Thoughts on the Bias

7 Dec

Somewhere along this stitching trail I’ve developed the opinion that somehow “slow cloth” is more–what?–authentic? meaning FULL? moving, intense, honest?  And I’m looking at that now because I have no idea where that notion comes from.  Actually I’ve been thinking a lot lately about the polarity of ideas and opinions we all seem to have and promote.  And I’m always amazed that say two people can have diametrically opposed opinions on the same topic and each believe in their heart-of-hearts that THEY are right.  And something has been niggling away at me presenting the notion that perhaps the truth lies outside–or within– this seeming duality of thought.

So what started this off today–I’ve been digging out old pieces from months ago, pieces I clabbered together by the seat of my pants–feeling what I wanted to stitch down but tool-less in a sense.  I painted and dyed fabric to get the colors I was after–with little idea of what I was doing.    I free motion stitched patterns because that’s all I knew in terms of how to sketch image.  I embellished with bead–and some hand stitching only after I saw it executed by Susan Sorrell over in Greenville, SC.   And some of the work was really o.k.  But lacking in some THING.  And now I’m realizing what that THING is–STORY.

So then I stumbled upon the mother lode of slow cloth as executed by amazing artist’s such as Jude Hill–I thought “yes”  this is what I’m looking for.  This is the way I want to proceed.  This work has guts and blood.  Aha.  And because I loved it so and wanted to grow up to be just like THAT–slow cloth became branded on my heart as THE way to go.   I still feel very much inclined in that direction.

But today I pulled up this piece.  I call it “One World” and it’s been in a drawer for many months.  When I held it and looked carefully, I was surprised.  It feels GOOD.  Resonates with energy and intent even though it’s not slow cloth.  It was executed on a machine using free motion stitching with only a spattering of hand work.  Yet I really like it.  And there IS a story here.  And, again I’m realizing that I don’t have to see through the filter of always “this” OR “that.”  In fact, I can embrace both with equal passion.  And I can continue to notice this dogmatic tendency I have to label things into division.  One world.  Cloth is teaching me THIS.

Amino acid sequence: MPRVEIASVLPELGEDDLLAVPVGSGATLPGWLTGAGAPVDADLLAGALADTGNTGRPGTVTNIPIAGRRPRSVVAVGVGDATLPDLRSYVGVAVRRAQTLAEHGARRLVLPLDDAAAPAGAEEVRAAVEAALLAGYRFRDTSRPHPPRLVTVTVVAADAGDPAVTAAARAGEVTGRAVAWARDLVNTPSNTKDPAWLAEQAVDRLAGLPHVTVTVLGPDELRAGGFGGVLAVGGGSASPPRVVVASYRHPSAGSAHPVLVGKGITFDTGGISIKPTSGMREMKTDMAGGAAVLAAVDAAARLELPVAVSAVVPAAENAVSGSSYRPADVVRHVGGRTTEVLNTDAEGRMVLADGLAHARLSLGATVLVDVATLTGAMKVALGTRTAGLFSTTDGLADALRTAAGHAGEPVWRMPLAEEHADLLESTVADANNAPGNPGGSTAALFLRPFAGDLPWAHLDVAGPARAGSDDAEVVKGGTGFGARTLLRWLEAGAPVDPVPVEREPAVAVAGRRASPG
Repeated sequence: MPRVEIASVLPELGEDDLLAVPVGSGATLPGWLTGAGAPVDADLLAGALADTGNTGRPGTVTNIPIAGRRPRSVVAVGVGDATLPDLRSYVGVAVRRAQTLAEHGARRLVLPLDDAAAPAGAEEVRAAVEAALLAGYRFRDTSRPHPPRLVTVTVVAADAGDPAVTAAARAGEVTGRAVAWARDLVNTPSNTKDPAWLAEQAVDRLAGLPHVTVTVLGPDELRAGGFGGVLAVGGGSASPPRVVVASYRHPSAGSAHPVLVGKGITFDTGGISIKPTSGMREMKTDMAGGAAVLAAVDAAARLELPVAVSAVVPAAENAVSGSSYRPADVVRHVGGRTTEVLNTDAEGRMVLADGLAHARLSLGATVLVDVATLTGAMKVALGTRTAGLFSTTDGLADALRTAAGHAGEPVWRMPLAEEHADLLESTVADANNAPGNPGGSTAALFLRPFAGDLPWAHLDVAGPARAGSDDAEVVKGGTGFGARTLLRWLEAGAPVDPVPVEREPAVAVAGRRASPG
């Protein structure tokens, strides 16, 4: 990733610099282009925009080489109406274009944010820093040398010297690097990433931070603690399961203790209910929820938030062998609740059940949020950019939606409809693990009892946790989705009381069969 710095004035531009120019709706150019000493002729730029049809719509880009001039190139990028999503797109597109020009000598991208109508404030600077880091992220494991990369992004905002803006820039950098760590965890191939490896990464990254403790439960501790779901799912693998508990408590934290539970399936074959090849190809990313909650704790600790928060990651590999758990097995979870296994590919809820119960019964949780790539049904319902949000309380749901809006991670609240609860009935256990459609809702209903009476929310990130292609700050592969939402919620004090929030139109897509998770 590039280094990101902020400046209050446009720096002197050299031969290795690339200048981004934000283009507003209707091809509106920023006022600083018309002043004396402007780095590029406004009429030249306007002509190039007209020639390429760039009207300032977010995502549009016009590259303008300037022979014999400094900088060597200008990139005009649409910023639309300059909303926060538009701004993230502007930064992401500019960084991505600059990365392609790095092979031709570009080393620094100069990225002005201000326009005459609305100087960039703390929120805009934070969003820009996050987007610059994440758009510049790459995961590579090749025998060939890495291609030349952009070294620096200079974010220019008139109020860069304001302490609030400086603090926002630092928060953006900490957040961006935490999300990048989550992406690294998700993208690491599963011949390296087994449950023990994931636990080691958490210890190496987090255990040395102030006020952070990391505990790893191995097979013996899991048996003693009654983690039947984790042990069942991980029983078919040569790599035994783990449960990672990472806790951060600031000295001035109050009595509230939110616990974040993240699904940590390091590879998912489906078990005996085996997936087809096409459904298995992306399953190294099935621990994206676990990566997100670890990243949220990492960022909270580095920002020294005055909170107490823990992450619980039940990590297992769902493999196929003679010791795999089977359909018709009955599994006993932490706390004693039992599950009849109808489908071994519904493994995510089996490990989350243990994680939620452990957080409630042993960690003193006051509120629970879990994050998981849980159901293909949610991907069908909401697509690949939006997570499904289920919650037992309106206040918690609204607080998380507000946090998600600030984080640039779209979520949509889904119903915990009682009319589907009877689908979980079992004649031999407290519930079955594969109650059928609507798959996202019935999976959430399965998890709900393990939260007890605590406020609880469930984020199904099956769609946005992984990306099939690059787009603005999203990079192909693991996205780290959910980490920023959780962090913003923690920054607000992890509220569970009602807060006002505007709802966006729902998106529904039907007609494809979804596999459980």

One World

One World

16 Responses to “Thoughts on the Bias”

  1. grace Forrest~Maestas December 7, 2012 at 8:38 pm #

    yup. i Knew it. this is beautyFull, so rich of imagery, stitch, and the colors are just
    so wonderful together…
    how great that you have the open~ ness to receive spirit and story however it comes
    to you


    • patricia December 7, 2012 at 9:03 pm #

      i’m feeling like you could be my next door neighbor. this is sooooooooo so MUCH.


  2. grace Forrest~Maestas December 7, 2012 at 8:55 pm #

    AND, now that i clicked follow, each new post will pop into my email!!!


    • patricia December 7, 2012 at 9:05 pm #

      i don’t know how you did that–but glad you did. still so much to learn, and to answer your question, i went with wordpress because a friend of mine was able to help me and she said it was very “intuitive.” couldn’t prove it by me. but as long as we can converse, well that’s enough for me.


    • Mimmin Dove December 7, 2012 at 10:06 pm #